Overview and History

The Hauptman-Woodward Medical Research Institute is known for its research throughout the world.

Founded in 1956 the Institute houses researchers dedicated to studying the foundations of disease, looking at the interaction of biology with new and improved pharmaceuticals. We have a rich history of innovation, discovery, and education, and are a founder institute of the Buffalo Niagara Medical Campus. Today we are housed in a state of the art, 73,000 square foot facility identified from its iconic shape reflected in our logo.

The Institute was founded as the Medical Foundation of Buffalo in 1956 through the vision of Dr. George Koepf and the generosity of Helen Woodward Rivas. Ms. Rivas was the youngest child of Orator and Cora Talmage Woodward of LeRoy, New York. The Woodwards owned and operated the Genesee Pure Food, Co. In 1899, Orator purchased a unique recipe that he named Jell-O, which became the company’s claim to fame. The couple had six children; Helen was their youngest.

While a patient of Dr. Koepf, Helen learned of his deep interest in basic research and his belief that it was vital to improving human health. To his vision, she pledged generous financial support of $3 million, equivalent to $26 million today. Her foresight and his dream established Buffalo’s only independent research institution, which now has an international reputation for excellence in structural biology.

Helen Woodward Rivas and Dr. George Koepf, founders of the Hauptman-Woodward Medical Research Institute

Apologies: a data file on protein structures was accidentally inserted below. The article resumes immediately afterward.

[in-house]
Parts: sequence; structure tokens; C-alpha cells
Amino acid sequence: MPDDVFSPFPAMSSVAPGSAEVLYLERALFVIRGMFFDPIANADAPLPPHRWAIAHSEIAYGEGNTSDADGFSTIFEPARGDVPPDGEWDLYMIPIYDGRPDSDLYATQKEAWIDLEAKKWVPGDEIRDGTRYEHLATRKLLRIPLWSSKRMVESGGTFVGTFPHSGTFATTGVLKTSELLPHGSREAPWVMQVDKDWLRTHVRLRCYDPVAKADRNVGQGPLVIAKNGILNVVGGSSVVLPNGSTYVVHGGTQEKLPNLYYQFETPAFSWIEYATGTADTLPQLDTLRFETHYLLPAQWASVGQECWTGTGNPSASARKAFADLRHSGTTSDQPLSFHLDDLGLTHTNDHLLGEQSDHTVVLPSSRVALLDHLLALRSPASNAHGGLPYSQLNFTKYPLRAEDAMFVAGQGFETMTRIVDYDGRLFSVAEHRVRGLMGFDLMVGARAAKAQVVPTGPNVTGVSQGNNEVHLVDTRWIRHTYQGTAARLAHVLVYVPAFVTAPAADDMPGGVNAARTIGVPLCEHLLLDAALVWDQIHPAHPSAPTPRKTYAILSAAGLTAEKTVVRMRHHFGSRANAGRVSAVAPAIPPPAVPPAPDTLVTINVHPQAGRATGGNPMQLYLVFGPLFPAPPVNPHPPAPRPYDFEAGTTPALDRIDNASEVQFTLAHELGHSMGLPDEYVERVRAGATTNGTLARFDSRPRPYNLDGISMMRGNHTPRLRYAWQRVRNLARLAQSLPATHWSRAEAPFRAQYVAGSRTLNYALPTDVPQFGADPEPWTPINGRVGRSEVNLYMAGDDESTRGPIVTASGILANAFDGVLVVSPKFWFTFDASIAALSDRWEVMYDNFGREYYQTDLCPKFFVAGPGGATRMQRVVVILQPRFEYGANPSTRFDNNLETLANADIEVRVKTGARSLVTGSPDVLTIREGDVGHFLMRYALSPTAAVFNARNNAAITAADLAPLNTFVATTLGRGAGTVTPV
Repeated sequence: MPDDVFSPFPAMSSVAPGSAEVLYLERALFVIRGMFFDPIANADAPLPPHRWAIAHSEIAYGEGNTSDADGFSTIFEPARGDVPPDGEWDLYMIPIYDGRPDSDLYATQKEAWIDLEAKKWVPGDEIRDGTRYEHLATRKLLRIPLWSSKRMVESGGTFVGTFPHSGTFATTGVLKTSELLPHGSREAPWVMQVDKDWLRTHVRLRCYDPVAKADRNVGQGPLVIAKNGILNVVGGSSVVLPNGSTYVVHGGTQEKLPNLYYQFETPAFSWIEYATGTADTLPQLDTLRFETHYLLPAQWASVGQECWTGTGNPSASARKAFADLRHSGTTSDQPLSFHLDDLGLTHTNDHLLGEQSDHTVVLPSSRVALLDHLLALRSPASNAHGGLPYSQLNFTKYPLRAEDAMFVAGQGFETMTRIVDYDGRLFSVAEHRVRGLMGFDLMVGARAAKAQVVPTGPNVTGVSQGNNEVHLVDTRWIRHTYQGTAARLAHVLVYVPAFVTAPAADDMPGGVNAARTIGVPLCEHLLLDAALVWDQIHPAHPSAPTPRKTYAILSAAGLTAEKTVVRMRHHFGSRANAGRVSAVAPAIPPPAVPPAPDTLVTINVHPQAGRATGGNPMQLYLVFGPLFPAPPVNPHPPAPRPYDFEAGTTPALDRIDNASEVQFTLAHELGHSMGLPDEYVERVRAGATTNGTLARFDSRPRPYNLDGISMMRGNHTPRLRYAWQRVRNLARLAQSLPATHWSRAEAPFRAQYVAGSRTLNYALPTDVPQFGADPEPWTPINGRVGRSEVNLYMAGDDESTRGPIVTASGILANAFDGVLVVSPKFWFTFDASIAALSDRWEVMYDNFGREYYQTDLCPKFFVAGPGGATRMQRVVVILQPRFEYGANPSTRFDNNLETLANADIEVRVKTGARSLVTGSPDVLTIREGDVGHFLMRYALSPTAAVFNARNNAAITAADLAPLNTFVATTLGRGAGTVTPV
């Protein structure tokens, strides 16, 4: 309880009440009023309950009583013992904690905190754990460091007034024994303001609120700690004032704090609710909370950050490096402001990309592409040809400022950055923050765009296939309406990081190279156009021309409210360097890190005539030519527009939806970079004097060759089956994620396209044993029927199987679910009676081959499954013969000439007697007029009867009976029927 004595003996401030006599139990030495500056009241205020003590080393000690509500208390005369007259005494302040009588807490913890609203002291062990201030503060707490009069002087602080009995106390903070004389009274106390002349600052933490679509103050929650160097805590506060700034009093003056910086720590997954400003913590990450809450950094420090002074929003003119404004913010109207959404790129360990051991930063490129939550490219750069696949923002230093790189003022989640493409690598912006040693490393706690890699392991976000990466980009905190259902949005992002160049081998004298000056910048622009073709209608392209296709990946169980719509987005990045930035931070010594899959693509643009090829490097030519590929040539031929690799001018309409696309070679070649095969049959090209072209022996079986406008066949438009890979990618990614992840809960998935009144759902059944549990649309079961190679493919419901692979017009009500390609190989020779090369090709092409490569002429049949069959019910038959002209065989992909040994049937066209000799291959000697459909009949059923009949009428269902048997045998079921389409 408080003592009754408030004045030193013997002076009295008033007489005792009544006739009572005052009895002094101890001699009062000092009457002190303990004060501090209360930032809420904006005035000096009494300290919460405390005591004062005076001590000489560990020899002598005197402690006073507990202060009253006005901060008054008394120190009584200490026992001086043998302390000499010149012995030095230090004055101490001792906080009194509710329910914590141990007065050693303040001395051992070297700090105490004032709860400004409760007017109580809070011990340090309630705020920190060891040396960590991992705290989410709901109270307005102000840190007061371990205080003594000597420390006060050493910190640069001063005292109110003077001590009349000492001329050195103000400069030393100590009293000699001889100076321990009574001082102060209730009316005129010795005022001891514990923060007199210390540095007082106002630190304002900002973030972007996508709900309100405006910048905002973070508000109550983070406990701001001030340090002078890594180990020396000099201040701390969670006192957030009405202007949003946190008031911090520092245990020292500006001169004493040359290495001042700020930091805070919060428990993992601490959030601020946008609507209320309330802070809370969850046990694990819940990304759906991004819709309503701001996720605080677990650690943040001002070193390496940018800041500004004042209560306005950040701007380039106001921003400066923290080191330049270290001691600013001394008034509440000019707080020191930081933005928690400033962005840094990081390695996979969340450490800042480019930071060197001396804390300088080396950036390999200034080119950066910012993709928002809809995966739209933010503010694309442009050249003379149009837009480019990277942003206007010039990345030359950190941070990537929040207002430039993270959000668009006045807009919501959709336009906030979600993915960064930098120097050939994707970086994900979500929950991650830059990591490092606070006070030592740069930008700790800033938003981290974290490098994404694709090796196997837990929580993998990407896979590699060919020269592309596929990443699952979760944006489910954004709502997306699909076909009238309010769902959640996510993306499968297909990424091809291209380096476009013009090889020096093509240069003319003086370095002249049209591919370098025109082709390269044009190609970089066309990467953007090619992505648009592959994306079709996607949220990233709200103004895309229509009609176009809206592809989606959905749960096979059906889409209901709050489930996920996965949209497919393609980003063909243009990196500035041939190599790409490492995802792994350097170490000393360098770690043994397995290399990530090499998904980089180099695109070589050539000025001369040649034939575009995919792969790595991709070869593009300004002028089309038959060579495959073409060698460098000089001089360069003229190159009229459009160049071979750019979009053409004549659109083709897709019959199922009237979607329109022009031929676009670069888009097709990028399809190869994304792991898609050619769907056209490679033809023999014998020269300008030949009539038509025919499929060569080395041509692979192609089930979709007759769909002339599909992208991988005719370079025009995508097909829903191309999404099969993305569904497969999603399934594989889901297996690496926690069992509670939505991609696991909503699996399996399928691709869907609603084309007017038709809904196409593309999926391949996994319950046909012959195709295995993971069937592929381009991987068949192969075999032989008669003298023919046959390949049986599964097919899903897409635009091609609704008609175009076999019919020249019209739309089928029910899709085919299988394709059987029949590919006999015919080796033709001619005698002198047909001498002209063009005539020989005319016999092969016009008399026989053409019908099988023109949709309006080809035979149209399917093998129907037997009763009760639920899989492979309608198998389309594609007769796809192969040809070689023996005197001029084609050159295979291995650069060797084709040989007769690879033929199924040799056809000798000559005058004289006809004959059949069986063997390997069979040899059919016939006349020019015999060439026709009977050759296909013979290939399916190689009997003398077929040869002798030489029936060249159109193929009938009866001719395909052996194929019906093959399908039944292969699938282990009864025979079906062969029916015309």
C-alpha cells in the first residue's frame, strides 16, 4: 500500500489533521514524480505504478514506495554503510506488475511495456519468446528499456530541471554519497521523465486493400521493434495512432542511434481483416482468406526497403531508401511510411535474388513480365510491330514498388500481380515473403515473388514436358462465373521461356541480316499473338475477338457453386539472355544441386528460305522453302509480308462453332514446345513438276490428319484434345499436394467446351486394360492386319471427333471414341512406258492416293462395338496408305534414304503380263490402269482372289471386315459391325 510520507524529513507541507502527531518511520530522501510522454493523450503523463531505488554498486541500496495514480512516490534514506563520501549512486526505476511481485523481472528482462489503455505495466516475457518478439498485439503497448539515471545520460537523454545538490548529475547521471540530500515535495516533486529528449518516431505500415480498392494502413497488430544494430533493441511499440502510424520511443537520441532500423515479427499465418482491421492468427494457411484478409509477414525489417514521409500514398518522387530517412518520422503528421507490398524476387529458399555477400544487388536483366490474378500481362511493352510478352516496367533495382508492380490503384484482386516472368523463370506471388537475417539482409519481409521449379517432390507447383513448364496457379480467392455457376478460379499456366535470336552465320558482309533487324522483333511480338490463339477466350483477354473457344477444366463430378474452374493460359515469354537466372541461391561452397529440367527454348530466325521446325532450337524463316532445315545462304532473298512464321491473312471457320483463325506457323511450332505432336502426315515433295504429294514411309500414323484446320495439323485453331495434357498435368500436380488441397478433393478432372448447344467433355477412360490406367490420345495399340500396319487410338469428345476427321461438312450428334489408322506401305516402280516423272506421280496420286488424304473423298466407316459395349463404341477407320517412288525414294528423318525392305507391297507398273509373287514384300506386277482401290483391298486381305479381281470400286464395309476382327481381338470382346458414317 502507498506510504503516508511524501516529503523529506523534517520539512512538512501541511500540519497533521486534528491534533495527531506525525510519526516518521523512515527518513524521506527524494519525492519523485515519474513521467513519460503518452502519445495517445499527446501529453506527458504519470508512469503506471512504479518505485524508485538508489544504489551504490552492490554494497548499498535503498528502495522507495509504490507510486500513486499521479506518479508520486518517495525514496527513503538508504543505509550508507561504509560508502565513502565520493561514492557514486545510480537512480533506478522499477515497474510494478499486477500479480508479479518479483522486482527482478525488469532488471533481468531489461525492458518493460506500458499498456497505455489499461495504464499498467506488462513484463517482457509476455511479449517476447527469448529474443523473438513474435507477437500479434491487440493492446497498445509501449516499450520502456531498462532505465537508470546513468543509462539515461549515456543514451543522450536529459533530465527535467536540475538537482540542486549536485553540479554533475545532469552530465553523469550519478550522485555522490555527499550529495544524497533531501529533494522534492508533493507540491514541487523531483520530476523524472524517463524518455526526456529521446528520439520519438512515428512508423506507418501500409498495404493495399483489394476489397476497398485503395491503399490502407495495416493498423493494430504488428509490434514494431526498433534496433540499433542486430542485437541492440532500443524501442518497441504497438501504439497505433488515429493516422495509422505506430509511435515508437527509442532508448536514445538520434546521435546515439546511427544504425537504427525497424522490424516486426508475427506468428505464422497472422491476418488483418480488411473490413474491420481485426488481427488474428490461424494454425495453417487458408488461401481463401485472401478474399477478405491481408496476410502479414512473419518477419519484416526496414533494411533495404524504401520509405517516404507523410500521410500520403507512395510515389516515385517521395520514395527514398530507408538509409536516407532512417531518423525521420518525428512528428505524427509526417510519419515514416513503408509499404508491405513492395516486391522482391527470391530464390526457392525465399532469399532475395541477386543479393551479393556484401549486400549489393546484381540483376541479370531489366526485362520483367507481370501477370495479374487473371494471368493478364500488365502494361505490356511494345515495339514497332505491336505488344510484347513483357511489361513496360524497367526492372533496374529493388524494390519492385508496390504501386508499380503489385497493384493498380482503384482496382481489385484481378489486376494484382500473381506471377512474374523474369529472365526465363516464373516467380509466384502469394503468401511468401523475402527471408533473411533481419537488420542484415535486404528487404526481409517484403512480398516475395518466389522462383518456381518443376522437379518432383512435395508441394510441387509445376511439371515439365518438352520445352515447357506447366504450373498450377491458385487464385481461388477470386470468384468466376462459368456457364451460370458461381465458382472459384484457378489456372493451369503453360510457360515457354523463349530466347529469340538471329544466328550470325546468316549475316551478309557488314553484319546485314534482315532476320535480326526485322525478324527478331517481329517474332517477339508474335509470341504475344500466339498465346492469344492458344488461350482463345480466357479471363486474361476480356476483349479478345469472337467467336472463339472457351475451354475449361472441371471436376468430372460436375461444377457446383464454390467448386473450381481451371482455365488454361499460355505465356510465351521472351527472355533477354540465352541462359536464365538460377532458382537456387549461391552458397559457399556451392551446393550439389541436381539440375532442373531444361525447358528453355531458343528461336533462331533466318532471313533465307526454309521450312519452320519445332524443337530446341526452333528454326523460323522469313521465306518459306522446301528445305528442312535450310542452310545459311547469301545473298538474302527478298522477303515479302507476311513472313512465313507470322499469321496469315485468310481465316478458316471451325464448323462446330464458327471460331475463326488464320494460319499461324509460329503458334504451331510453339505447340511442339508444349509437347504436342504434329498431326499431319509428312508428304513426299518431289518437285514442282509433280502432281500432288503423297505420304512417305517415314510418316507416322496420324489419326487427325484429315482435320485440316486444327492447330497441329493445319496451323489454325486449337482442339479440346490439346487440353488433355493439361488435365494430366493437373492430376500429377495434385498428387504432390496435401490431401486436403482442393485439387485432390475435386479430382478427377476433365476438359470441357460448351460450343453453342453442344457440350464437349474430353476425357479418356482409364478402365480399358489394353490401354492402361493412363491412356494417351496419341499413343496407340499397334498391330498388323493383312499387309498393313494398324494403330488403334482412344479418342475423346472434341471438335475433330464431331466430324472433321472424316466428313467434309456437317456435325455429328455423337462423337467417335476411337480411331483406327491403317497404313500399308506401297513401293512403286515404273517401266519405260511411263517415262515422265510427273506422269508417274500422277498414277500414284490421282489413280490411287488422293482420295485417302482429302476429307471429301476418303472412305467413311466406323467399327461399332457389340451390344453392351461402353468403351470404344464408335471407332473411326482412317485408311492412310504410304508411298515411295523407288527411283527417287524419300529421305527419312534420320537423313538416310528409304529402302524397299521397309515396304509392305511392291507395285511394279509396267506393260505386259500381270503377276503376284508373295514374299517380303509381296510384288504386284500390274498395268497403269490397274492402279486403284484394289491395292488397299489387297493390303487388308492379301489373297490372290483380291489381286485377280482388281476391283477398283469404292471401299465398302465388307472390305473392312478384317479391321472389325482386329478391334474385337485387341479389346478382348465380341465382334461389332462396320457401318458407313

The Institute began in the carriage house of a Delaware Avenue mansion and in 1956, the staff included Dr. Koepf and just two colleagues. After plans to expand, expedited by a devastating fire, the foundation moved to a new research facility at 73 High Street in 1963. It grew from this and April of 2005 became one of the first new buildings to anchor the new Buffalo Niagara Medical Campus at its present address at 700 Ellicott Street, a dedicated facility designed around the science of structural biology.

The original Institute building

Pictured in black and white is the first home of the Medical Foundation of Buffalo, in color is our state-of-the-art 73,000 sq. ft. research facility which was the first new construction on the thriving Buffalo Niagara Medical Campus.

In efforts to understand and cure disease, the focus of the foundation began to shift toward the science of X-ray crystallography, which put it on track for international recognition. In 1985, Dr. Herbert A. Hauptman (a mathematician) was awarded the Nobel Prize in Chemistry. Together with Dr. Jerome Karle, Hauptman discovered new mathematical methods to visualize pharmaceuticals, proteins, and how they interact. These techniques have since been used throughout the world to study thousands of molecules – most of the pharmaceuticals we take today. In recognition of Dr. Hauptman’s achievement and to honor the generosity of Helen Woodward Rivas, the foundation was renamed the Hauptman-Woodward Medical Research Institute in 1994.

Building on the work of Nobel Laureate Dr. Herbert Hauptman, our renowned researchers use a broad range of techniques collectively known as structural biology, which allows them to create three-dimensional models of biomolecules. Studying the structures of the body’s proteins – its building blocks – enables HWI scientists to see what they look like when functioning properly, and what they look like in a diseased state. The results of their investigations provide insights into how these molecular machines work, including the starting points for better drug design. In addition, the Institute seeks to make innovative technological improvements in the entire process of creating these molecular models – improvements that will enhance the productivity of scientists all over the world.

We house scientists in multiple disciplines and value diversity in ideas and backgrounds to promote novel and world-leading discoveries.

Our goals of innovation, discovery, and education are driven by what we describe as CURE•OSITY as we work toward the cures of tomorrow.